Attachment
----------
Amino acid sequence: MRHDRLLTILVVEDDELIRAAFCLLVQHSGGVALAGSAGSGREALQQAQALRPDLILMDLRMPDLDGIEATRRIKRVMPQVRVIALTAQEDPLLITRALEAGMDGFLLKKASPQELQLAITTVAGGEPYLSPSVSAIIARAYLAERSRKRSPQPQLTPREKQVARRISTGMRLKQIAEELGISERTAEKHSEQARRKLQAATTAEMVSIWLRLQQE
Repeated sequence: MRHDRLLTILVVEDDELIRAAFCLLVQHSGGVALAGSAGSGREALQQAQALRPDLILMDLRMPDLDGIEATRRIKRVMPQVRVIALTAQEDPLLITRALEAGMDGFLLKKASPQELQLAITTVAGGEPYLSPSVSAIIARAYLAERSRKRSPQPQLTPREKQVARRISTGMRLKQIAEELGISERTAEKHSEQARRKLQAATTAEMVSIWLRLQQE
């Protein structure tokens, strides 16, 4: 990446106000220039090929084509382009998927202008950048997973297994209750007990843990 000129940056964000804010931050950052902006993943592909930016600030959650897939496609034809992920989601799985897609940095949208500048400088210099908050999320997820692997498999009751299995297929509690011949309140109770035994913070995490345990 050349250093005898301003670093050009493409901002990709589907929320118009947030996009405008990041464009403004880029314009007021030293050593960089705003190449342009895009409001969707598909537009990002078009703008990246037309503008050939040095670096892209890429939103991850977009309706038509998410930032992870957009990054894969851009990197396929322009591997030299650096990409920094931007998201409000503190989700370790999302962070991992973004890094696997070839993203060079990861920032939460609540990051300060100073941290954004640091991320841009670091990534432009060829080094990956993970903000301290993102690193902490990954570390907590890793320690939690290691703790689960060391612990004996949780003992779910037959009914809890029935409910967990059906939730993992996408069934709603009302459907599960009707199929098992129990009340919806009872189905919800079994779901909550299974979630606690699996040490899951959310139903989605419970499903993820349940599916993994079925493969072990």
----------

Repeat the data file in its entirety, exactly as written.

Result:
Amino acid sequence: MRHDRLLTILVVEDDELIRAAFCLLVQHSGGVALAGSAGSGREALQQAQALRPDLILMDLRMPDLDGIEATRRIKRVMPQVRVIALTAQEDPLLITRALEAGMDGFLLKKASPQELQLAITTVAGGEPYLSPSVSAIIARAYLAERSRKRSPQPQLTPREKQVARRISTGMRLKQIAEELGISERTAEKHSEQARRKLQAATTAEMVSIWLRLQQE
Repeated sequence: MRHDRLLTILVVEDDELIRAAFCLLVQHSGGVALAGSAGSGREALQQAQALRPDLILMDLRMPDLDGIEATRRIKRVMPQVRVIALTAQEDPLLITRALEAGMDGFLLKKASPQELQLAITTVAGGEPYLSPSVSAIIARAYLAERSRKRSPQPQLTPREKQVARRISTGMRLKQIAEELGISERTAEKHSEQARRKLQAATTAEMVSIWLRLQQE
């Protein structure tokens, strides 16, 4: 990446106000220039090929084509382009998927202008950048997973297994209750007990843990 000129940056964000804010931050950052902006993943592909930016600030959650897939496609034809992920989601799985897609940095949208500048400088210099908050999320997820692997498999009751299995297929509690011949309140109770035994913070995490345990 050349250093005898301003670093050009493409901002990709589907929320118009947030996009405008990041464009403004880029314009007021030293050593960089705003190449342009895009409001969707598909537009990002078009703008990246037309503008050939040095670096892209890429939103991850977009309706038509998410930032992870957009990054894969851009990197396929322009591997030299650096990409920094931007998201409000503190989700370790999302962070991992973004890094696997070839993203060079990861920032939460609540990051300060100073941290954004640091991320841009670091990534432009060829080094990956993970903000301290993102690193902490990954570390907590890793320690939690290691703790689960060391612990004996949780003992779910037959009914809890029935409910967990059906939730993992996408069934709603009302459907599960009707199929098992129990009340919806009872189905919800079994779901909550299974979630606690699996040490899951959310139903989605419970499903993820349940599916993994079925493969072990």